Ask EcoBeneficial!

Helpful answers to readers' questions. Go ahead - just ask EcoBeneficial

ecobeneficial-trademark-shadow-new2
Kim Eierman

Kim Eierman

Founder of EcoBeneficial!

Available for virtual and in-person landscape consulting, talks and classes.

Buy a copy of
The Pollinator Victory Garden!

Something went wrong. Please check your entries and try again.
Lindera benzoin flower

Native Alternative to Corylopsis?

Question:

Can you suggest a native alternative to Corylopsis (Winter Hazel) for New York?

Answer:

There are several Corylopsis species that have been used in American gardens – all notable for their early spring bloom. Corylopsis are native to Asia, and while they are nice plants and have not shown any invasive tendencies, they are not the best ecological choice, as they have not evolved with our native species.

My choice for an early blooming native alternative would be Lindera benzoin (Spicebush). Spicebush blooms in early spring, sporting fragrant, yellow flowers that appear before the leaves do.  These flowers are a forage source for some bee species that emerge in early spring. While Corylopsis will also attract some bees, Spicebush really kicks up the ecological value as the growing season continues.

Spicebush is a host plant for several butterfly and moth species – a trait that cannot be matched by the non-native Corylopsis. The caterpillars of Spicebush Swallowtail and Eastern Tiger Swallowtail butterflies and the showy Spicebush Silk Moth (aka Promethea Moth), all use the leaves of Spicebush as larval food. If you want butterflies, you must have host plants – nectar plants are not enough.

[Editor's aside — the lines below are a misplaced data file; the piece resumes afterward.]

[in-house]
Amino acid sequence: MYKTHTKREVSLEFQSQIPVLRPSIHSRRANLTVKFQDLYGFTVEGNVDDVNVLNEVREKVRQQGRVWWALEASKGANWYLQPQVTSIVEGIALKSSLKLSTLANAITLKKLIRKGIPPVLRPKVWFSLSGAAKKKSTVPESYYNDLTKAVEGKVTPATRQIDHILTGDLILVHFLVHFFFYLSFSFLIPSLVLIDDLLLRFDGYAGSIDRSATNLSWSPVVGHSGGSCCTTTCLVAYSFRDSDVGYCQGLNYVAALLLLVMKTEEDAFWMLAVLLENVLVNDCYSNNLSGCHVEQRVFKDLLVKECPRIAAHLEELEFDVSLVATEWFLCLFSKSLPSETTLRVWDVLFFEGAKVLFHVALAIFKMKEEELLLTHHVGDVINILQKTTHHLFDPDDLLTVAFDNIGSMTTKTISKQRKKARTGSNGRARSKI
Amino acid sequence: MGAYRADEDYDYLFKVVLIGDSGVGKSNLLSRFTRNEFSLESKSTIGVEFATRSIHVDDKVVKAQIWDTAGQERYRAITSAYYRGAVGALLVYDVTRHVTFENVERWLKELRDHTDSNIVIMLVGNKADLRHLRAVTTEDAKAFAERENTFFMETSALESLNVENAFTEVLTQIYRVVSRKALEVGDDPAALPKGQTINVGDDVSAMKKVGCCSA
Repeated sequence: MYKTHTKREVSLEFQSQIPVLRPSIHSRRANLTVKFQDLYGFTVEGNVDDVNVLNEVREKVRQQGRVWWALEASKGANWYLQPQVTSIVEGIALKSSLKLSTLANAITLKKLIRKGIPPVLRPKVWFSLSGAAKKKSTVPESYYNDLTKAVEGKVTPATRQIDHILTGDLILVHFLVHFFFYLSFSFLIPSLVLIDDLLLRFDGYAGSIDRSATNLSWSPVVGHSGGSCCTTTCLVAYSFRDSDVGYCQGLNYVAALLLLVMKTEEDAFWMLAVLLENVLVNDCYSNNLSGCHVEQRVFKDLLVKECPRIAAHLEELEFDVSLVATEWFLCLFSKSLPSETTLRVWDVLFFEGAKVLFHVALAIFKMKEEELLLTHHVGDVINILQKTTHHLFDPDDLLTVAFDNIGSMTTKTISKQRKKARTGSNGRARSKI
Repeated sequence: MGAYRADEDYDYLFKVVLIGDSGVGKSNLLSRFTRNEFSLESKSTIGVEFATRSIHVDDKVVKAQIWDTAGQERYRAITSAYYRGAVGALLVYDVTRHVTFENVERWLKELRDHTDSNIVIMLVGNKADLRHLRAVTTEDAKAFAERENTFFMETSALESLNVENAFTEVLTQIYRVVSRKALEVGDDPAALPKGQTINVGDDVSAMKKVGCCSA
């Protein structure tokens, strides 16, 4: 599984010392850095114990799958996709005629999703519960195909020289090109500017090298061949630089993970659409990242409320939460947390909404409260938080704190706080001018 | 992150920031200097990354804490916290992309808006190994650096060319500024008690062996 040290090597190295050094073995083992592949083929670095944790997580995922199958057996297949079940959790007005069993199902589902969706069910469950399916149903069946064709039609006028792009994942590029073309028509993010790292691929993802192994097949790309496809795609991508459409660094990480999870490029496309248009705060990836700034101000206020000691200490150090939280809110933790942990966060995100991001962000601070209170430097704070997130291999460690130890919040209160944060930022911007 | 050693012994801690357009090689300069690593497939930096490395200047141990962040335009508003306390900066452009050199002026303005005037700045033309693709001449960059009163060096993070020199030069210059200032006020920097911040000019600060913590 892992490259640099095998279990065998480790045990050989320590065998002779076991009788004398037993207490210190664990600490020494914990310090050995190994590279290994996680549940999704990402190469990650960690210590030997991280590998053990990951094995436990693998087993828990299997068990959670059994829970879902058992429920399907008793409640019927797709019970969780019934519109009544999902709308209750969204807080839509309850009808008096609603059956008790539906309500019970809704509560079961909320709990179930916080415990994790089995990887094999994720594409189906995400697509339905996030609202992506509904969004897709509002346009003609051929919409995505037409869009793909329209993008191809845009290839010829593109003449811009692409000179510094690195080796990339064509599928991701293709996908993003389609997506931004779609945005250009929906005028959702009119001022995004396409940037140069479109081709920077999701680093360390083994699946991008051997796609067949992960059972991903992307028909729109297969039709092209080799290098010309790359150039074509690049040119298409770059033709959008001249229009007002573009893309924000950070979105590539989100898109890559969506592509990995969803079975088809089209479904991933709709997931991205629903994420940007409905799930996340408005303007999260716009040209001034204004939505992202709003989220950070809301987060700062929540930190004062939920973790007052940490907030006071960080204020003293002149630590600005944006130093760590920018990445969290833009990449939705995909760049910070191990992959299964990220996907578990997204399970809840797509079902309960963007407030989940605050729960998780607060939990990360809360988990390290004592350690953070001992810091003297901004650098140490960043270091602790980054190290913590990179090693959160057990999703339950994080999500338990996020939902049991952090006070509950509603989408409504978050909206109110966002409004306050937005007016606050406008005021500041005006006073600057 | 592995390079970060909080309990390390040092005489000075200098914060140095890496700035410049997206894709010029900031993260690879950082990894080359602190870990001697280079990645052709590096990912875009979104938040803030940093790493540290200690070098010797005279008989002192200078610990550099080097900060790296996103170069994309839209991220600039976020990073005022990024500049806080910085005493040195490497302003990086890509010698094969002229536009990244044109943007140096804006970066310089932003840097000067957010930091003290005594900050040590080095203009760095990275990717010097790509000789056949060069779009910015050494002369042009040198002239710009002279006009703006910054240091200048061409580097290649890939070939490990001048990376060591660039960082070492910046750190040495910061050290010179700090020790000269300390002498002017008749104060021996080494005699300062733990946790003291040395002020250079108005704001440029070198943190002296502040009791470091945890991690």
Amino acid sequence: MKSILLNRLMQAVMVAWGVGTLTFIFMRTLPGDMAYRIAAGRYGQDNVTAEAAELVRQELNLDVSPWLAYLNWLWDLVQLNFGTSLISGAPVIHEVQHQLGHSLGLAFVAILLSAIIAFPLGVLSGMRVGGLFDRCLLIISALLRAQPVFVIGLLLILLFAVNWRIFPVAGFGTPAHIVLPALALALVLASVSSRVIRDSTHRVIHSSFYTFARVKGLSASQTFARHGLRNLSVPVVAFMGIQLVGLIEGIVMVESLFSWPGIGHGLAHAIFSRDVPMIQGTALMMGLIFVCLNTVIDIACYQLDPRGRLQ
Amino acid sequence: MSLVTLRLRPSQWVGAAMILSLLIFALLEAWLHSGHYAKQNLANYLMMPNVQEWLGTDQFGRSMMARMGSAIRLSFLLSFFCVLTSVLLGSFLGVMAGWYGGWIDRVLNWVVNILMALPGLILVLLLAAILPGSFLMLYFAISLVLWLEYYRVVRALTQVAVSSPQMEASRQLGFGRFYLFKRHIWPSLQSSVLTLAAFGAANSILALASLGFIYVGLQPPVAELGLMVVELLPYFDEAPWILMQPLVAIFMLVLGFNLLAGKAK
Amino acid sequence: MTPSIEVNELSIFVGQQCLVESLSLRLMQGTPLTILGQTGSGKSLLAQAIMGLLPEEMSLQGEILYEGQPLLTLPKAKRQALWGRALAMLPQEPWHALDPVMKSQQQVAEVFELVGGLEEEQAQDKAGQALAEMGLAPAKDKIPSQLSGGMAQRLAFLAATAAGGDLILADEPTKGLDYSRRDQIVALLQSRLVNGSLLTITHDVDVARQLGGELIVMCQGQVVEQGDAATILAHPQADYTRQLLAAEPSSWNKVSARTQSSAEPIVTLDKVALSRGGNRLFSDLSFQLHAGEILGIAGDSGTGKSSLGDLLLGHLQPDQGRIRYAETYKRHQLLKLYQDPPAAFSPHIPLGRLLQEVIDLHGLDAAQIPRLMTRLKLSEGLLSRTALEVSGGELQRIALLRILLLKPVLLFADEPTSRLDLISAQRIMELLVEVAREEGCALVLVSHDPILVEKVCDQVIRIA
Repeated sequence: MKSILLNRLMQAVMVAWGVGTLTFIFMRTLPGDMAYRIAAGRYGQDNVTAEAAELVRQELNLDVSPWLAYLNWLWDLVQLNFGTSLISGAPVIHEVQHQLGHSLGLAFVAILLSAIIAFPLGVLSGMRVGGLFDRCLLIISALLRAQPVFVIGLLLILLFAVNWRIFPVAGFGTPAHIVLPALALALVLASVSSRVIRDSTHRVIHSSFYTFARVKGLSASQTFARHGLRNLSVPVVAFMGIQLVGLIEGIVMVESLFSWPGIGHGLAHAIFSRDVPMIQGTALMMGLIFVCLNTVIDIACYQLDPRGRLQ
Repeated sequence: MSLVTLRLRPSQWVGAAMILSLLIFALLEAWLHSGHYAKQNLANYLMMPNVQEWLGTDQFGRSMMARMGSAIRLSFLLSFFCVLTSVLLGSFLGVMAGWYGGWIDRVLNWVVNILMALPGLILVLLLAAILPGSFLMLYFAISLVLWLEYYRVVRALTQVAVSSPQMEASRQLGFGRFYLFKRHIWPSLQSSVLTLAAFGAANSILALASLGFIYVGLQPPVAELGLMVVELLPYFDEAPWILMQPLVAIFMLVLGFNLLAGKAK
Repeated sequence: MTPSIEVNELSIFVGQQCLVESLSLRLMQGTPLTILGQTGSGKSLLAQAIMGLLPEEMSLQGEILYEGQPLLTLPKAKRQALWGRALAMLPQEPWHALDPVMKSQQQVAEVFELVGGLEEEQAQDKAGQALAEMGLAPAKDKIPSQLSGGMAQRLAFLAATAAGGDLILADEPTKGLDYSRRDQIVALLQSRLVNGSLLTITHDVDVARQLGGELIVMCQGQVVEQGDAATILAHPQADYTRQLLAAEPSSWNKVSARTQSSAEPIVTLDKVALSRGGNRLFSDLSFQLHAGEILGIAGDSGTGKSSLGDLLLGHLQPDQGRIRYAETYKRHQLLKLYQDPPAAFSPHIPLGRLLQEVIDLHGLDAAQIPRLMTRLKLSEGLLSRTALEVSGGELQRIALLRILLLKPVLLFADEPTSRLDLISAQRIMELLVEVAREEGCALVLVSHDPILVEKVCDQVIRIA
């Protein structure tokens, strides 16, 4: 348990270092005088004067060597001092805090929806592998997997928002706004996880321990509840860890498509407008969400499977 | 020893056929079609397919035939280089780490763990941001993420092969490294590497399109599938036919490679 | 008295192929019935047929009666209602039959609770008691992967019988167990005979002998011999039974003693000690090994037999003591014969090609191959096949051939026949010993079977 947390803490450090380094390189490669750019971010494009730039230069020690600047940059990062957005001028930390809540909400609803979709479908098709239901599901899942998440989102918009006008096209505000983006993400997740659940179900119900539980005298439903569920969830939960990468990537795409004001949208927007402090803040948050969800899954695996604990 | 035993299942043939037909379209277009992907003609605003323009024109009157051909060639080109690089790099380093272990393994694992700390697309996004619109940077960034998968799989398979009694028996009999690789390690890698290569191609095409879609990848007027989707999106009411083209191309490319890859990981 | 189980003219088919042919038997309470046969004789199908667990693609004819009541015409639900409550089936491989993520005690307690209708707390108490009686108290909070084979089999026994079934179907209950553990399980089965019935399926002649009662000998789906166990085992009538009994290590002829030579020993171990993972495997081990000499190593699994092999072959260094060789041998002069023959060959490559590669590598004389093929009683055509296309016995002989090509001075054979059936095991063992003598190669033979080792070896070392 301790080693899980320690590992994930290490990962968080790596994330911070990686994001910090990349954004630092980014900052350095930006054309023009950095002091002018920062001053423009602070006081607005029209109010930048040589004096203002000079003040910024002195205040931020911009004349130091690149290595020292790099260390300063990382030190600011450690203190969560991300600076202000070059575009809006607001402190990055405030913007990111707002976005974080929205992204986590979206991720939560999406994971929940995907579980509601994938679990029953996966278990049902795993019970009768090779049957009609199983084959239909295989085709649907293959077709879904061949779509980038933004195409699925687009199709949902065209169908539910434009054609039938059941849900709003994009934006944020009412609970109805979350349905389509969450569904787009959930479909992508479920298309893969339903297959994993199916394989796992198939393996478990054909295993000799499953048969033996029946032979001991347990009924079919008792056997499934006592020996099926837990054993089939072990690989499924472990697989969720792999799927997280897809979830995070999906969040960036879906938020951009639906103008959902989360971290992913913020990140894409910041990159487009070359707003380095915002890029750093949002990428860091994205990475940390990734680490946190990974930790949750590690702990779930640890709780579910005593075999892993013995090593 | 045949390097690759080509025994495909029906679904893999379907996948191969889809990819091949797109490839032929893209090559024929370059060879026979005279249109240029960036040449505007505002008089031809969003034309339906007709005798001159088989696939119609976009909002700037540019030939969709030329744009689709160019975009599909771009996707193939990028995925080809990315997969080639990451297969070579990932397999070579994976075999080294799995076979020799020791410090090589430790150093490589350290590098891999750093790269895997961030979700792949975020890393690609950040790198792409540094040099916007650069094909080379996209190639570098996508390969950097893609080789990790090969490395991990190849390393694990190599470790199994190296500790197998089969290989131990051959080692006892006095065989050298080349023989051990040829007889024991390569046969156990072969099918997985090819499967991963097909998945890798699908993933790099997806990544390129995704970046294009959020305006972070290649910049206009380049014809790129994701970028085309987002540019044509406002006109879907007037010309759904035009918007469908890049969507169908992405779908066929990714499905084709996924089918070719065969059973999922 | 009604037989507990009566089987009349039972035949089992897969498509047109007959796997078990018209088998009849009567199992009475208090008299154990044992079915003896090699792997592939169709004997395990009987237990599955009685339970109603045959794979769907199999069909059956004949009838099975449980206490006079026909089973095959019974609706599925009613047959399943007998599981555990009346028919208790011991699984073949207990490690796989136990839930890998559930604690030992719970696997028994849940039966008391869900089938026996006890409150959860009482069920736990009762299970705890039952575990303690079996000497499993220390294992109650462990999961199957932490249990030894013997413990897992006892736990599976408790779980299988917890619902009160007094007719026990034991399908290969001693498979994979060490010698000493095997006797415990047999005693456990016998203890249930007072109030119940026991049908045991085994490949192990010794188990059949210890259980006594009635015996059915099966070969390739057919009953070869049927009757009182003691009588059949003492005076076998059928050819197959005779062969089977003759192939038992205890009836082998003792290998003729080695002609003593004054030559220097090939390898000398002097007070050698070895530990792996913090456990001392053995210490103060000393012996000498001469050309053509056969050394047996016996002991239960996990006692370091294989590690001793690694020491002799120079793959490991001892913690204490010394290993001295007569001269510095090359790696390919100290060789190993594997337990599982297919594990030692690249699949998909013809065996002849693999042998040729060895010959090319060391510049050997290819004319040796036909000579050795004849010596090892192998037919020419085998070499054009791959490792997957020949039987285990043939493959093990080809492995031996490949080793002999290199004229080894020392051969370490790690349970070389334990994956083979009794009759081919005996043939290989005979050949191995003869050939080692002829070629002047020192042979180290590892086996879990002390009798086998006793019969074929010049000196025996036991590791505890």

In the fall, Spicebush produces small red berries on female plants. These berries are important to fruit-eating migrating birds as they prepare for their journey South. Unlike the fruit of some invasive exotic plants, like Japanese Honeysuckle, Spicebush berries deliver the right nutritional profile to migrating birds – critical to successful migration. The dried berries can also be used in cooking as a peppery spice to flavor a dish – sometimes sold as Appalachian Allspice.

As noted, Spicebush is dioecious – plants are either male or female. You need to have plants of both sexes in order to get fruit on the female plants. One male plant can serve as the pollinator plant for several female plants. It’s not an exact science, but aim for one male plant for up to 4 female plants. A good native plant nursery will label plants as male or female, and will be able to determine the sex of the plants when they are in bloom.

Spicebush performs best in part sun to part shade with sufficient moisture, but will also grow in full shade. It’s a great substitute for Forsythia, another Asian species that offers little to our local ecosystems and is wildly overused.

Happy planting!

From Kim Eierman at EcoBeneficial!

Photo: Lindera benzoin (Spicebush)

More from Ask EcoBeneficial!

Pollinator Plants for Cape Cod?

Question: I live on Cape Cod and am looking for pollinator attracting plants. My soil is very acidic with a pH of 5.2. The planting area gets 8-10 hours of sun daily, is dry, and next to the road. Answer: Those are pretty tough conditions that you have!  The soil…

Read More

Native Plants to Help Prevent Erosion?

Question: We have a problem with erosion on a moist, sloping area near our septic field. Our landscaper wants to put in pipes and direct run-off into the woods. Do you have any suggestions for native plants that could help? The area gets afternoon sun on the edge of a…

Read More

Should I Feed Birds in Winter?

Question: Should I feed birds in winter, and if so, what should I feed them? Answer: I think you should feed birds all year round! But perhaps, not exactly in the way you might be thinking. This is a more complex topic that most people realize. Water for Birds Before…

Read More